Monash University, named after Australian leader and engineer Sir John Monash, first opened its doors in Melbourne in 1961, and has since established itself as Australia’s largest University. One of the Top 1% of universities worldwide, Monash is also a world-renowned centre of research and study for the STEM subjects: Science, Technology, Engineering, and Mathematics.
Monash is an International institution with ironclad connections worldwide, with a campus in Malaysia, a learning centre in Italy, research academies in India and China, and an alliance with the University of Warwick in the UK. Monash’s four Australian Campuses are spread across the Melbourne region, in perfect central locations for vibrant student scenes.
The largest campus, Clayton Campus, holds around 30,000 students. The campus network supports ten separate Faculty Departments: Art, Design and Architecture, Arts, Business and Economics, Education, Engineering, Information Technology, Law, Medicine, Nursing and Health Sciences, Pharmacy and Pharmaceutical Sciences and Science. The Clayton campus also possesses several commissioned gardens including an Aboriginal Garden, Tropical Rainforest Garden, and Earth Sciences Feature Garden, to name but a few. The campuses are home to active Student Unions with a multitude of recreational and educational campus clubs and societies.
Additionally, Monash’s high-quality resources extend to its housing facilities, with three main options of studio apartments, traditional Halls of Residence, and shared apartments. This year, the Australian Institute of Architects awarded Monash University’s Campuses three Architecture Awards, including Best Urban Design, which it has won for the second consecutive year.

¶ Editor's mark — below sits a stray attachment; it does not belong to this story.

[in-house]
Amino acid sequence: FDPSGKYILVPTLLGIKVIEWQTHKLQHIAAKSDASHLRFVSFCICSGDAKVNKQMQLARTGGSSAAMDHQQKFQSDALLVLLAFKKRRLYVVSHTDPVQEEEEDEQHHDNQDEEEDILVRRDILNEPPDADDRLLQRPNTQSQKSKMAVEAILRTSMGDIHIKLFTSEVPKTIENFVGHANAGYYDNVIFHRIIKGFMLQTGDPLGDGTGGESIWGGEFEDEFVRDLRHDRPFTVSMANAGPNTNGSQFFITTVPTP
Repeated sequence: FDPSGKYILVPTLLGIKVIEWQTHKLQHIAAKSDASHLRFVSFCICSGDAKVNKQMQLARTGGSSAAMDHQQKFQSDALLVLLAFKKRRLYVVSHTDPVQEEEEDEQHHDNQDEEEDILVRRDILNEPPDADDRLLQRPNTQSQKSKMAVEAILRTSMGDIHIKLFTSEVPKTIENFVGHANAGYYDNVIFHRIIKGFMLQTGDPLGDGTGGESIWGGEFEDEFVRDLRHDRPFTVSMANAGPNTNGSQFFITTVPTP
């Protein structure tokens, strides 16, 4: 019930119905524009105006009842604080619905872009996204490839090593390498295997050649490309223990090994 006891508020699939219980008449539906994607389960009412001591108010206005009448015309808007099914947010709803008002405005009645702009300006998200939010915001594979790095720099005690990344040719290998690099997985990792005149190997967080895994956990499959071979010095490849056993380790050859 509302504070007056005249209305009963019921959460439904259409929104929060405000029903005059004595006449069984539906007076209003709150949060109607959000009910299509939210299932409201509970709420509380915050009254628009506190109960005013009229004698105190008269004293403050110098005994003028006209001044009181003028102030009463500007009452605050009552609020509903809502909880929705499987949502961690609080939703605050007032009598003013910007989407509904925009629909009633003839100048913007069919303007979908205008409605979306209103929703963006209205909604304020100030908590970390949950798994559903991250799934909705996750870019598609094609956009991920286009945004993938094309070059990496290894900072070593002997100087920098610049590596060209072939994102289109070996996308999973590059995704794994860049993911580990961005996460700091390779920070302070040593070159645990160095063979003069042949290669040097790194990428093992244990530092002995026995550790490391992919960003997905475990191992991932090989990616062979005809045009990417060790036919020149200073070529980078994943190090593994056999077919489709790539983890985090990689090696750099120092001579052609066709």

Course selection at Monash is incredibly simple, with a clear course pathway selection process. For those with a specific goal in mind, it’s best to choose a specialist course that is major-focused from day one. For those seeking flexibility so they can sample a range of study areas, or hoping to tailor their options to suit their particular interests, there are broad-to narrow study approaches that allow time for students to select their major and minor areas of study. If Monash students graduate from a specialist degree of four years or longer, receiving a world-renowned Honours qualification, they are usually eligible to complete a Masters qualification in the same discipline with one additional year of study, maximising their eligibility for professional employment.
“Having the opportunity to increase the breadth of my study gave me additional, interdisciplinary skills,” claimed Nicholas Husek, a graduate Bachelor of Science.
The solid base of support for advanced study lies in Monash’s wealth of research facilities and resources. Students will not have to travel far to access the specialist research materials needed, as Monash boasts of seven collection libraries, three of which can be found at Clayton Campus, including the Hargrave- Andrew Library, a modern facility for biological and physical sciences, medicine, and engineering. Intercampus loans and free shuttles are also available for student use, so they’re really able to make the most of what’s on offer across campus.